HE: Our outfit, also, by the way, see, ... we were just doing Air Force and, sometimes, the Air Force would be using voice language instead of dot-and-dash code and, for that purpose, we had, in our outfit, Nisei boys and they would copy it down. We heard it and, while there, we were sent out on maneuvers in California, down into the desert, and I was assigned a two-and-a-half-ton truck. I had to learn how to do it sufficiently to get a license to drive a two-and-a-half and [I was told], "Just go out in the desert and start driving, the hills and valleys and all," and the instruction was to try to turn the truck over without turning it over. The truck had no doors on it ... or windows, [laughter] so, you could get out, if necessary, okay, and that's what we did, drive the truck until I was sufficiently able to get a driver license to drive two-and-a-half-ton truck. ... We'd have to take mail and records,et cetera, back and forth from this place out in the desert, back to Camp Pinedale, headquarters, and, every once in a while, I would get the okay to take the jeep, by myself, and head back to Camp Pinedale and, here I would go, I would go down the highway in the jeep, steel helmet on, my rifle alongside of me, carrying the bag for the camp and I'd go flying by state troopers. ... They weren't going to touch me and, halfway there, I would stop at some kind of store, soda or candy or something, I'd just sling my rifle over my shoulder and go on into the store, buy whatever I wanted, [laughter] go back out to the jeep, keep on going. That was fun, you know, gave you something different to do for a change, right, instead of dot-and-dashing for umpteen hours a day. [laughter] I would do that. In the meantime, I'm promoted from private to corporal. ... Of course, you don't get promoted overseas. You get promoted only while you're in the States. Once you leave the States, that's it. They don't have ... the records to bother with there. Now, I get promoted to corporal and, eventually, I get to sergeant, at which point, I no more had to do KP. The greatest thing in the world is this rank of sergeant. [laughter] ... We finished those maneuvers, we go back to camp, and then, continue our usual routine, and then, we go out on maneuvers again. I don't know why in the Sam Hill they kept us in California, but they were still getting the dot-and-dashes from us. We'd go on maneuvers again, into another section of California, where it was so muddy, a two-and-a-half-ton truck sank up to the top of the fenders. We had to dig it out with our shovels, wonderful job. [laughter] We were out there for many, many days. One Sunday, ... about six or eight of us decided to go to church. So, we get out, get all dressed in our Class A uniform, we go out to the highway, we thumb a ride. This is the farmland area and I mean farmland, farm country, and we get a ride into town and there's a church there. A group of us walk in and the service is going on and they were singing some hymn and the bunch of us slide into the last pew. ... They finished that hymn, then, they announced they were going to now sing, whether they usually did this or not, I don't know, hymn number such-and-such. ... We held our books up, we started singing, six or eight men in the back of the room, with almost no men in the audience, except women and girls, you could see the heads go, "Whoosh," [turning]. [laughter] After church is over, we were mobbed and a bunch of us were invited to some woman's farmhouse for lunch. Of course, we went, you know, and they put on a nice lunch for us. It was a nice afternoon, Sunday afternoon. One of the girls there took an interest in me. We got friendly, talking around, and then, after a while, we left and went back to camp. So, the following Sunday, guess where we went, back to church. We were so very religious, you know. [laughter] So, that went on for a while. We had a good time. ... While there at that camp, not only had I already learned how to drive a two-and-a-half-ton truck, but I now had to learn how to climb a utility pole with the spikes on your ... legs, okay. ... That's scary, folks, I kid you not. That is scary. I got up the damned pole, but I never want to do it again. [laughter] They took a picture of me up on the pole. My family has it someplace, I don't know where it is, but, there I am, up on the pole, my spikes dug into the pole. ... Our gang, we always had to be able to do something else, besides being a radio operator. As long as it wasn't KP, it was all right with me and it reminds me, when we first got to that camp, ... we [can] call them huts or whatever you want to call them, [that] we were going to live in, [we] found that this building was completely packed with bees and we had to get rid of them and I was ... one of the guys that went in, with masks on and all that kind of stuff, gloves and everything else, to spray out the place and get rid of them and, after we got rid of them, then, we moved in, a lovely place, [laughter] but, anyway, back to camp, eventually, and, during this time of bouncing back and forth, camps and maneuvers and all, I got a leave and came home and got engaged to Emelie, went to Red Bank, to, I don't know if it was (Lucille's?) or one of them there, to buy an engagement ring, okay. ... Those apricots were good for something anyway, right? [laughter] Then, from there, I came back to camp and life went on and we got, shall we say, the underground rumor that we're going to ship out, finally. ... I had been going to visit a good friend of my wife, [she] wasn't my wife yet, a good friend of Emelie, ... Roslyn Duncan, Roslyn and Fount Duncan, her husband. Roslyn used to live on the same side ... of the street where ... Emelie was born and brought up, where I dated her, Woolley Avenue, and so, I learned that they were out there. I came to visit them and was there a few times for dinner and Roslyn suggested that, if I married Emelie, I could move into that house and live there with them. Who am I to argue, right? If Emelie wants to go with it, I'll go for it. So, I proposed to her and her family was completely against the idea. Her father said, "Look, he might come back a physical wreck, he might never come back. Wait until he comes back, and then, marry him, if he's all right," and, no, she was going to marry me and that's all there was to it. So, I came home, I got married, we got on a train, we took a choo-choo train, four days, setting out to California.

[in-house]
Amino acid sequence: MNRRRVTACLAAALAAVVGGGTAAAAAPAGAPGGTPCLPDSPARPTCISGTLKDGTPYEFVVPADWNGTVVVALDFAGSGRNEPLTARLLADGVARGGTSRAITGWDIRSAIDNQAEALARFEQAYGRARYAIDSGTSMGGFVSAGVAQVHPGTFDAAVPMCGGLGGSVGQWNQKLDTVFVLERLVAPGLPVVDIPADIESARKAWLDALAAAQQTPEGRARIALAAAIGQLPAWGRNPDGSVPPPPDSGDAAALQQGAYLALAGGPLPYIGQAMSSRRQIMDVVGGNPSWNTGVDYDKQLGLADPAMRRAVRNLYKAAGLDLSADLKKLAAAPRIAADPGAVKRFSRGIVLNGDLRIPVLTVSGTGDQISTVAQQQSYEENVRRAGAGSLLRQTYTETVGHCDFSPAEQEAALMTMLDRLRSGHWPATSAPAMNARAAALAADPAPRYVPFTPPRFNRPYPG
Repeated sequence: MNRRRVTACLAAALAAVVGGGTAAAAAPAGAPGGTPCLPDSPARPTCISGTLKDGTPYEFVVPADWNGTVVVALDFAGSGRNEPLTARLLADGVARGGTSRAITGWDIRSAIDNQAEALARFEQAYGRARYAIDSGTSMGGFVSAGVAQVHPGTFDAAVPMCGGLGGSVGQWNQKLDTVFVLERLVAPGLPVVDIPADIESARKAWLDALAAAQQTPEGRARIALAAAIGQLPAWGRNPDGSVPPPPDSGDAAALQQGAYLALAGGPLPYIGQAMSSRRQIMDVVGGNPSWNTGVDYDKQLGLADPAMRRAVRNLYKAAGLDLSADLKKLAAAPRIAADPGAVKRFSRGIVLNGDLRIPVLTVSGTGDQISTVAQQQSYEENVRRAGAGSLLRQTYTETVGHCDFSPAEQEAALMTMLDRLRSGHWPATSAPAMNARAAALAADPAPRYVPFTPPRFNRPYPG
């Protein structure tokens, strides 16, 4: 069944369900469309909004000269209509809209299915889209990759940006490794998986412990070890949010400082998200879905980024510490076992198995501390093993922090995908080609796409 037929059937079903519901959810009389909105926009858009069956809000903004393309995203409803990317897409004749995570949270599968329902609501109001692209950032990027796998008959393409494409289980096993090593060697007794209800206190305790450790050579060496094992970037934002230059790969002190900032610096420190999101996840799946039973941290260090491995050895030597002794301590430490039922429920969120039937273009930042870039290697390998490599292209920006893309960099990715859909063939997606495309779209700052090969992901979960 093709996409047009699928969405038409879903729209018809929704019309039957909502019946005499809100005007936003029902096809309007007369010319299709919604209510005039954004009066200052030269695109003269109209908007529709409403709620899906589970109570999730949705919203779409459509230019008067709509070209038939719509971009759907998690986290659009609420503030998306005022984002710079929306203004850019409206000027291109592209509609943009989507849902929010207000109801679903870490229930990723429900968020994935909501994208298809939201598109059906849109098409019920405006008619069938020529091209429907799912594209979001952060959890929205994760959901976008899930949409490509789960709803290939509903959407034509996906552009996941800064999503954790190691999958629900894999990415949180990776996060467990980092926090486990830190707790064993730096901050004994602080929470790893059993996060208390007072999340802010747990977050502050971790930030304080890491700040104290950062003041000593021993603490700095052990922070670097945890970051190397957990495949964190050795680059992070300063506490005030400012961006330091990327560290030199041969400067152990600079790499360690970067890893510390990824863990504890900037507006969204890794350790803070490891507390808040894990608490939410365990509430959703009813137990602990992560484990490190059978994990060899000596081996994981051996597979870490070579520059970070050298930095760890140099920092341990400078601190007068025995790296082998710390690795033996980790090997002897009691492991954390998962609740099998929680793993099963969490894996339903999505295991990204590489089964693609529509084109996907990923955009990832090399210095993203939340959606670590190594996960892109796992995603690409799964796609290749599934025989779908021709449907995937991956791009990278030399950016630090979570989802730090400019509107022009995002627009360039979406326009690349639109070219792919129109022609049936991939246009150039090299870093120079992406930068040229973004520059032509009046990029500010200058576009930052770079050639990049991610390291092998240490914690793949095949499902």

SH: Were you married in the church that everybody else was married in?